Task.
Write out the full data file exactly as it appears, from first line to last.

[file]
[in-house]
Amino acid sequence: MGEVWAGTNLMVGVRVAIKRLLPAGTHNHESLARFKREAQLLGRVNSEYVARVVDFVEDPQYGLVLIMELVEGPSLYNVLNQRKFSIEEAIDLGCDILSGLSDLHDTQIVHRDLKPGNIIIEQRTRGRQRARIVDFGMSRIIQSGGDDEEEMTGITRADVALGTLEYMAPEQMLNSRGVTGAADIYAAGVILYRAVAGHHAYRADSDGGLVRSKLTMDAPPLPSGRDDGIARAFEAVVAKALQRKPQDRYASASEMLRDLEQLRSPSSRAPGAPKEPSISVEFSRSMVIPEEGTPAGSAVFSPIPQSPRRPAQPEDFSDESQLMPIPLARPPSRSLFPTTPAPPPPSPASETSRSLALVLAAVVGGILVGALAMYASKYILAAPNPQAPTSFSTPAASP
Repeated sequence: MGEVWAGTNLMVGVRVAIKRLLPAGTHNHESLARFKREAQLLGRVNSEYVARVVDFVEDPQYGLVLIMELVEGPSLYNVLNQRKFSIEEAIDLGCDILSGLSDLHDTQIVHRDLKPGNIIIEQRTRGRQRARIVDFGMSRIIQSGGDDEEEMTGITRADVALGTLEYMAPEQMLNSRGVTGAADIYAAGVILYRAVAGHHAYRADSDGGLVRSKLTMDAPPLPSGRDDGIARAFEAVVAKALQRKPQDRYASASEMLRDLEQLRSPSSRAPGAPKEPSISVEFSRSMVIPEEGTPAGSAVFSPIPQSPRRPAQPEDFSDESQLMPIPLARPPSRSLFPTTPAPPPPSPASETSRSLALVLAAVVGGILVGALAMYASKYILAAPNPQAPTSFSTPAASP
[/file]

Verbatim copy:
[in-house]
Amino acid sequence: MGEVWAGTNLMVGVRVAIKRLLPAGTHNHESLARFKREAQLLGRVNSEYVARVVDFVEDPQYGLVLIMELVEGPSLYNVLNQRKFSIEEAIDLGCDILSGLSDLHDTQIVHRDLKPGNIIIEQRTRGRQRARIVDFGMSRIIQSGGDDEEEMTGITRADVALGTLEYMAPEQMLNSRGVTGAADIYAAGVILYRAVAGHHAYRADSDGGLVRSKLTMDAPPLPSGRDDGIARAFEAVVAKALQRKPQDRYASASEMLRDLEQLRSPSSRAPGAPKEPSISVEFSRSMVIPEEGTPAGSAVFSPIPQSPRRPAQPEDFSDESQLMPIPLARPPSRSLFPTTPAPPPPSPASETSRSLALVLAAVVGGILVGALAMYASKYILAAPNPQAPTSFSTPAASP
Repeated sequence: MGEVWAGTNLMVGVRVAIKRLLPAGTHNHESLARFKREAQLLGRVNSEYVARVVDFVEDPQYGLVLIMELVEGPSLYNVLNQRKFSIEEAIDLGCDILSGLSDLHDTQIVHRDLKPGNIIIEQRTRGRQRARIVDFGMSRIIQSGGDDEEEMTGITRADVALGTLEYMAPEQMLNSRGVTGAADIYAAGVILYRAVAGHHAYRADSDGGLVRSKLTMDAPPLPSGRDDGIARAFEAVVAKALQRKPQDRYASASEMLRDLEQLRSPSSRAPGAPKEPSISVEFSRSMVIPEEGTPAGSAVFSPIPQSPRRPAQPEDFSDESQLMPIPLARPPSRSLFPTTPAPPPPSPASETSRSLALVLAAVVGGILVGALAMYASKYILAAPNPQAPTSFSTPAASP